Concussion aftermath

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      Concussions are a major issue, often pushed under the rug. No matter how many plans schools and sports put into place to prevent it, students still suffer a large number of concussions. Many concussions go undiagnosed due to the fear of no longer being able to play a sport or societal pressure to just suck it up. Unlike most other injuries, concussions do not create visible damage on the outside of the body and are not treatable with wraps or braces.

    Sophomore Madeline Payne is no stranger to this. Madeline began playing soccer at three years old, after her brother Alex got into the sport. They would practice together and bonded over soccer.

    “My favorite sport to play was soccer. I essentially dropped Taekwondo and other aspects of my life to play. I would get home from school, change, then be at the fields until 9:00,” Madeline said.

     Madeline received her final concussion playing a soccer game. She does not remember what specifically happened, but it was obvious what the result was. She had significant memory loss and could no longer remember key details easily. She also forgot her siblings and that they recently got a new puppy.

    “I had to quit soccer. I struggle with my short term memory. I had a hard time focusing in class and comprehending what I was reading. I grew to be negative and wasn’t mentally there,” Madeline said.

    This was her third concussion, and her second one from soccer. Her brain was not able to heal and return to a stable state. Due to this, the doctors decided it was not safe for her to play any contact sports. The doctors knew that if she played again she would severely damage her brain and would have worse side effects. Nicole Payne, Madeline’s mother, recalls how the recovery and acceptance process is a continuous thing that Madeline will have to deal with throughout her life.

    “The recovery process from concussions can be a difficult road and one that should not be rushed,” Nicole said.

    Her everyday life was a struggle as her brain was trying to heal.

    “It was especially hard going from practicing nonstop to not even being able to watch TV or read for a week. Everything in my life at that point was always soccer or for soccer, and then after the concussion I did not know what to do,” Madeline said.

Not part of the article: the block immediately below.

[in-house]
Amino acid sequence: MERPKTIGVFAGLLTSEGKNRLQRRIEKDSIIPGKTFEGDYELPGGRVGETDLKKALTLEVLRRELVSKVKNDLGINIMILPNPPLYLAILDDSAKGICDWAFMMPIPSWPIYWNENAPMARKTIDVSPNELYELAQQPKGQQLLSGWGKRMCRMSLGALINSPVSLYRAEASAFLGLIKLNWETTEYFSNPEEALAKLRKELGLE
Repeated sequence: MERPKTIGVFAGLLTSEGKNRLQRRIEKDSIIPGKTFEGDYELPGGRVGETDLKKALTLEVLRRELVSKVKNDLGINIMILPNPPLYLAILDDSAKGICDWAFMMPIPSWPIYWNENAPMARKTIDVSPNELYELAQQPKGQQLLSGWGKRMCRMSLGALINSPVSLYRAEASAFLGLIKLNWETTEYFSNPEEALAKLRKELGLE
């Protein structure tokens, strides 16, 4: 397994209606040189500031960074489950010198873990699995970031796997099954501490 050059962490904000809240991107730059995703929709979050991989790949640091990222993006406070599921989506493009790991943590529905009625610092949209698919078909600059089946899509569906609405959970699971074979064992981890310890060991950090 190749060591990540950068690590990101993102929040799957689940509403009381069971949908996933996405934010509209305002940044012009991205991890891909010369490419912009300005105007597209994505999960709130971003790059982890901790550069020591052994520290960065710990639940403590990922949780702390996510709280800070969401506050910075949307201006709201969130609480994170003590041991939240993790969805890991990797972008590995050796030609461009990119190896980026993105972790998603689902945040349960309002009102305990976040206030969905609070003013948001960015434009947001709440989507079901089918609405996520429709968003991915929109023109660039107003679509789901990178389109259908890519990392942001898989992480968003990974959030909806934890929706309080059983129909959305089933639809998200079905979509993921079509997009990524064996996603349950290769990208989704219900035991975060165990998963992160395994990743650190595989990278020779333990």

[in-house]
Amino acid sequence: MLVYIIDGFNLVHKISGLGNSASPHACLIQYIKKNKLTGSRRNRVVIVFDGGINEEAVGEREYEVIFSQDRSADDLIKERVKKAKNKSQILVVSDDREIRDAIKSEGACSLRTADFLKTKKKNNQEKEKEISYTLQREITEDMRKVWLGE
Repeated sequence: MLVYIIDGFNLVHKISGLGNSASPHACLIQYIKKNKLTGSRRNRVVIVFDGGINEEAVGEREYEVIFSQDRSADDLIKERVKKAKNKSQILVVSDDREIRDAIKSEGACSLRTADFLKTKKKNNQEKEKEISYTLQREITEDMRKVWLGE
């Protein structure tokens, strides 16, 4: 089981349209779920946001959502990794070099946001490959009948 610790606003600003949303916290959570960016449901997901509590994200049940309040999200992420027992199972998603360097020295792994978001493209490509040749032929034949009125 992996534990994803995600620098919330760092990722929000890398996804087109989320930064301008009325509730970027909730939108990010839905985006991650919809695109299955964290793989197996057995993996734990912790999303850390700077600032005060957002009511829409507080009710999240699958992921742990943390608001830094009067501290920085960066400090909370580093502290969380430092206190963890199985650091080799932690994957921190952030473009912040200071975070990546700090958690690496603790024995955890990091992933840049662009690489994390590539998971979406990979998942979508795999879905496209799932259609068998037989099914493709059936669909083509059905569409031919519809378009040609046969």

Trying to adjust back to school was also a large struggle due to all of the symptoms. It took Madeline 4 weeks to go back to school full time.

    “Teachers were very helpful. They let me go to a quiet space if I needed or go home if it was that bad. They helped me stay on track school work and grade wise. They were very helpful and it would have probably taken me twice as long to get back if it wasn’t for their help and cooperation,” Madeline said.

     Concussions are not a one time injury and need time to heal. If someone hits their head, even lightly, or pushes their brain to hard it can cause major and permanent damage. Setbacks can occur often and some people never recover from them. Madeline’s friends looked out for her through her recovery and even pointed out when she would not admit to struggling.

    “If my friends hadn’t said ‘No, Maddie, we need to go to the nurse,’ I may have had a brain bleed or have had harsher consequences mentally. I can’t thank them enough for that,” Madeline said.

    Maddie’s father, Matt Payne recalls the initial process of recovering and adapting to the situation. The Paynes researched the diagnosis and did as much as they could to help Maddie.

    “It is excruciating to watch your child have something she loves taken away from her. We had a lot of sleepless nights worrying about whether Maddie would ever get back to ‘herself’. Equally difficult was explaining to Maddie that we were not going to let her play soccer anymore due to the increased risk of her suffering another, and potentially more severe, concussion,” Matt said.

    Madeline also describes how hard it was to sit out and watch her teammates play without her. She was the only goalie, and her team had to fill her spot with one of their best field players.

    “I felt like I had disappointed and let down my whole team. It was especially hard during State Cup, because I felt we had a good shot of winning it. I felt like I missed out on just bonding time with my teammates. I couldn’t go to any of the out of town tournaments and those are always good for team bonding. I was no longer in a carpool and I missed just talking with those girls to and from practice,” Madeline said.

    One of Madeline’s goals in life was to win a state championship. Even though she can never play soccer again, she has started to referee soccer games to stay involved. She also goes to the gym to stay fit and relieve stress.

     “I have grown from the experience and am a more positive and stronger person than I was before the concussion,” Madeline said.